apartment buildings and closely spaced housing units. There is a characteristics and vehicle use.The R2 values for the auto VKT and auto
much greater presence of non-residential uses (grocery stores, ownership models are quite good, at 0.836 and 0.877, respectively,
retail shops, schools, and employment complexes) in this whereas the R2 for the transit model is only a moderate 0.327.
neighbourhood concept than in the first two neighbourhoods.
The results of the evaluation of the nine neighbourhood scenarios
Neighbourhood Scenarios’ Annual GHG Travel Emissions per Household
using the model developed in this study suggest that the “macro”
Project Manager: Susan Fisher
urban structure is more important than the “micro” neighbourhood
design in reducing GHG emissions from auto and transit travel by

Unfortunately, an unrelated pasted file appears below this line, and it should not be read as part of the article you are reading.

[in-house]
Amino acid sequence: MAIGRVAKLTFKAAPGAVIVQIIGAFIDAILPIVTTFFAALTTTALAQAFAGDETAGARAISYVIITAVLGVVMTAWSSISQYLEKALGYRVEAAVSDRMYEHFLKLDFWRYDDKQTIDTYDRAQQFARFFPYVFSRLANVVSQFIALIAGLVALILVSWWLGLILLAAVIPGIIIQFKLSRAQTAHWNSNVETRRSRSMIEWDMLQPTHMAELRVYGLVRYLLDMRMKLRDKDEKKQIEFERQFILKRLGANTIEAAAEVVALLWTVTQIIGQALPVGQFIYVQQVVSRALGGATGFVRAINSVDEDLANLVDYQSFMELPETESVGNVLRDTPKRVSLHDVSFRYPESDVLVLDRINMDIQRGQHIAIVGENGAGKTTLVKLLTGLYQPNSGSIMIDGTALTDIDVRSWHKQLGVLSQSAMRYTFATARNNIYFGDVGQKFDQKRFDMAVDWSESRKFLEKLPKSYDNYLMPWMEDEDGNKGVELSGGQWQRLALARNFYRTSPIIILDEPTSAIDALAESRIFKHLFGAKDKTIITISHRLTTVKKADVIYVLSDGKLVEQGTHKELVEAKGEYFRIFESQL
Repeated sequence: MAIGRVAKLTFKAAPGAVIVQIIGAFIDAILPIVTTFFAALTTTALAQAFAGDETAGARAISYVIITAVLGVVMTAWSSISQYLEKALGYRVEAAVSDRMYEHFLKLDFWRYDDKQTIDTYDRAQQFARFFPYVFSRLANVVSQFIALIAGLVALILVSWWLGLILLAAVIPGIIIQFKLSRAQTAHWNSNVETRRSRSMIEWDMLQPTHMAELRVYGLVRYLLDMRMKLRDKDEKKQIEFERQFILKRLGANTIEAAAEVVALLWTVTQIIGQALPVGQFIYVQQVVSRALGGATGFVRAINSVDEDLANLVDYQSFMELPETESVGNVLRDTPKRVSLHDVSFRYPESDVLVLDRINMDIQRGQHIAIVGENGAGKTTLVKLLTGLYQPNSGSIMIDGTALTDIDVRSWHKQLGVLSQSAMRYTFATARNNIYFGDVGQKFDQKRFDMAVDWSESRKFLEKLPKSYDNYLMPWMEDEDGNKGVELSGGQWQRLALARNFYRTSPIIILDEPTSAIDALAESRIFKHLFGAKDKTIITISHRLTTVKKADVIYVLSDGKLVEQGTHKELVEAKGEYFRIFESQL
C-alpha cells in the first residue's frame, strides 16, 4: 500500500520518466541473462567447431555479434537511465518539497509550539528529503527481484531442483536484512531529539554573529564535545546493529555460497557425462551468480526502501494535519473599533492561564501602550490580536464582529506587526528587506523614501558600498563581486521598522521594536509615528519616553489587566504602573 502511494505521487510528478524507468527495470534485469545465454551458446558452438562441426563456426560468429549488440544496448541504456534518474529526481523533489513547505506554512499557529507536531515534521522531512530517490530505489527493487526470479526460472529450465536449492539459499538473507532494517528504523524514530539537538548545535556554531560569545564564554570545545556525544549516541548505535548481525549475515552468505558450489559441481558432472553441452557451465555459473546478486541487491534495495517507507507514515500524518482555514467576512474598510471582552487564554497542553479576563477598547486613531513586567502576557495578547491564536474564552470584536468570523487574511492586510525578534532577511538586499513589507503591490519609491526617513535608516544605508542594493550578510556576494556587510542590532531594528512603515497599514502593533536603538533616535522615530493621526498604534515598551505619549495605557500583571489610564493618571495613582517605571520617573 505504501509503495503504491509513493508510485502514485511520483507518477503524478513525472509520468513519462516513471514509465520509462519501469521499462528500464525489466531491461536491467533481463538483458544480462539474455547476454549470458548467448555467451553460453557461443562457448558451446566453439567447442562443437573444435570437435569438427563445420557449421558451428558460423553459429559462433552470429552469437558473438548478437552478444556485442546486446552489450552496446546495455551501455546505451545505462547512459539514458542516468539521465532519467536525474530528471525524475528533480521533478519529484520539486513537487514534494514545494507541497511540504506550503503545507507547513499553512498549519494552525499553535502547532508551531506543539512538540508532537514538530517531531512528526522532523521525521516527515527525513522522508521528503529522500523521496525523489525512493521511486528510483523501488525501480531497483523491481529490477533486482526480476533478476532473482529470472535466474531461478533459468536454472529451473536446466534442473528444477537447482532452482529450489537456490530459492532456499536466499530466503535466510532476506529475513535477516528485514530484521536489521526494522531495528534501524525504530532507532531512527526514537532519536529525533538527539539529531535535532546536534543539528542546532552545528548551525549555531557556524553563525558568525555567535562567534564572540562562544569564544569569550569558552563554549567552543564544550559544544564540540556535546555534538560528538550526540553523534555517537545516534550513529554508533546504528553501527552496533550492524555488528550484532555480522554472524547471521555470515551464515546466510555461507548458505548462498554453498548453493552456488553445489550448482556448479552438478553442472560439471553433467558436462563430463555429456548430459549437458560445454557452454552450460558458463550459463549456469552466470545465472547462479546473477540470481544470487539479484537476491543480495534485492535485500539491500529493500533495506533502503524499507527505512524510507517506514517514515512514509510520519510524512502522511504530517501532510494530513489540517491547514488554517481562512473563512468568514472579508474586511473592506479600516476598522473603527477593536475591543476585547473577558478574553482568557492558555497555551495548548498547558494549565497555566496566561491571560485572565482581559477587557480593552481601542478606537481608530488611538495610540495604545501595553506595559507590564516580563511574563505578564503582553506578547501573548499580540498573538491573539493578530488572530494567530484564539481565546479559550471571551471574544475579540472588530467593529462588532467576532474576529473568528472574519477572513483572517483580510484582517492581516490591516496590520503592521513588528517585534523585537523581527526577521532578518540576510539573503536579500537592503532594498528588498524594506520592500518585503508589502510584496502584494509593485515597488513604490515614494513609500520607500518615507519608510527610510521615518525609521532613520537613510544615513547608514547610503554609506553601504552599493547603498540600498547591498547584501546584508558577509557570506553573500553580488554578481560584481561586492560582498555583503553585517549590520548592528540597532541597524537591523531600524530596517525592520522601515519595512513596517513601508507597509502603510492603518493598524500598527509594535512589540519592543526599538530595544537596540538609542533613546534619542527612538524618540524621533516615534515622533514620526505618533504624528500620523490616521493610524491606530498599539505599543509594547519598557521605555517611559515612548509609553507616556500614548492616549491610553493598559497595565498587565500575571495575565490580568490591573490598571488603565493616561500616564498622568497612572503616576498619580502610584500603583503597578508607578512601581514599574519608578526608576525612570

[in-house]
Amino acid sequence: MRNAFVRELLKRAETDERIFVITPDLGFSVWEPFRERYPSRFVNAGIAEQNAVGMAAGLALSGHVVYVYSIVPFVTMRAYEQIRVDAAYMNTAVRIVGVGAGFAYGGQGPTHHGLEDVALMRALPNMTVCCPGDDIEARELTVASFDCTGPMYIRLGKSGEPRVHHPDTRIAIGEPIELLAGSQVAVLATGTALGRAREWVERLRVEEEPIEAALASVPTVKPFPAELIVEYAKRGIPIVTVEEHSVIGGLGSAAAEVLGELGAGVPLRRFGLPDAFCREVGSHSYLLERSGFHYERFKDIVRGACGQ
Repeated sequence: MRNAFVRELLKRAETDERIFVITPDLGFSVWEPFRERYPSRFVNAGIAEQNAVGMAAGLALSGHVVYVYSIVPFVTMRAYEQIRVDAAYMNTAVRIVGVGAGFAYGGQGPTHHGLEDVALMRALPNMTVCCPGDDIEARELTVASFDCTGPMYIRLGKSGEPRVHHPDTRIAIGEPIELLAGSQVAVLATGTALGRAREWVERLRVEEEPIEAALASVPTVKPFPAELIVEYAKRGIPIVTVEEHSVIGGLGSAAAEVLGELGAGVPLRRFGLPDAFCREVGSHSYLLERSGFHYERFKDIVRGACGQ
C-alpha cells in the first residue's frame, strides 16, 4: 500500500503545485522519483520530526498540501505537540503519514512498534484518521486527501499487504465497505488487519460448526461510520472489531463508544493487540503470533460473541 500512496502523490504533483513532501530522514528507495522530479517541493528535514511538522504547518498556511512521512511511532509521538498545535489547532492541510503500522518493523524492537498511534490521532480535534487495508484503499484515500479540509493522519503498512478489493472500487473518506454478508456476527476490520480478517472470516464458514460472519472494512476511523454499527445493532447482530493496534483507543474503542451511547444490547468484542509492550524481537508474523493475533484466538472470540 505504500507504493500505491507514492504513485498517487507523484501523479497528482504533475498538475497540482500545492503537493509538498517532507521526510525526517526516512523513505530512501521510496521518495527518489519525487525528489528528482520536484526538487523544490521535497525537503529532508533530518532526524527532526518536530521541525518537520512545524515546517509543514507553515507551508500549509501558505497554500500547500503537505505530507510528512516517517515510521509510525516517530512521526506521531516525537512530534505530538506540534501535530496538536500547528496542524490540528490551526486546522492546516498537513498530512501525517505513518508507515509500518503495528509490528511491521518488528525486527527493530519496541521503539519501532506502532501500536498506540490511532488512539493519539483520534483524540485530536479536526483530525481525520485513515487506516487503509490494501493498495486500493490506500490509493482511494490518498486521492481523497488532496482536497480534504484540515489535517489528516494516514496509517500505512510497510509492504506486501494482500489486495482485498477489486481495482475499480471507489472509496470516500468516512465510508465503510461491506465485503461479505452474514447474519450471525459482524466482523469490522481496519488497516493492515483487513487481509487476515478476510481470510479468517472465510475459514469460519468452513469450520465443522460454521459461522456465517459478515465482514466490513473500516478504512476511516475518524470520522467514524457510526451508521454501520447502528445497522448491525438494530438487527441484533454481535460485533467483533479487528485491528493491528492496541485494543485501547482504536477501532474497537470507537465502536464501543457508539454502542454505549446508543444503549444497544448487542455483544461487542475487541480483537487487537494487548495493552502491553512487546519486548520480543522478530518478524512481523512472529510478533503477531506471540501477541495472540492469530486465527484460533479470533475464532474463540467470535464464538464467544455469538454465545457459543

Project report: Greenhouse Gas Emissions from Urban
neighbourhood residents. That is, infill development to increase
Travel:Tool for Evaluating Neighbourhood Sustainability, 2000
resident population in inner areas and inner suburbs is more effective
than greenfield development in moderating the growth of GHG
Project Consultants: IBI Group
emissions, even if the new greenfield neighbourhood is neo-traditional
rather than typical auto-dependent/suburban in design. However,
A full report on this project will be available from the
neighbourhood design is also a significant determinant of GHG
Canadian Housing Information Centre at the address below.
emissions and can go a long way in improving the sustainability of
neighbourhoods in the outer regions of urban areas.
The spreadsheet tool produced by this study provides a useful
instrument for planners and developers in estimating the GHG Housing Research at CMHC
emissions implications of both neighbourhood design and the
broader-scale urban structure considerations of infill versus Under Part IX of the National Housing Act, the Government
greenfields development. of Canada provides funds to CMHC to conduct research into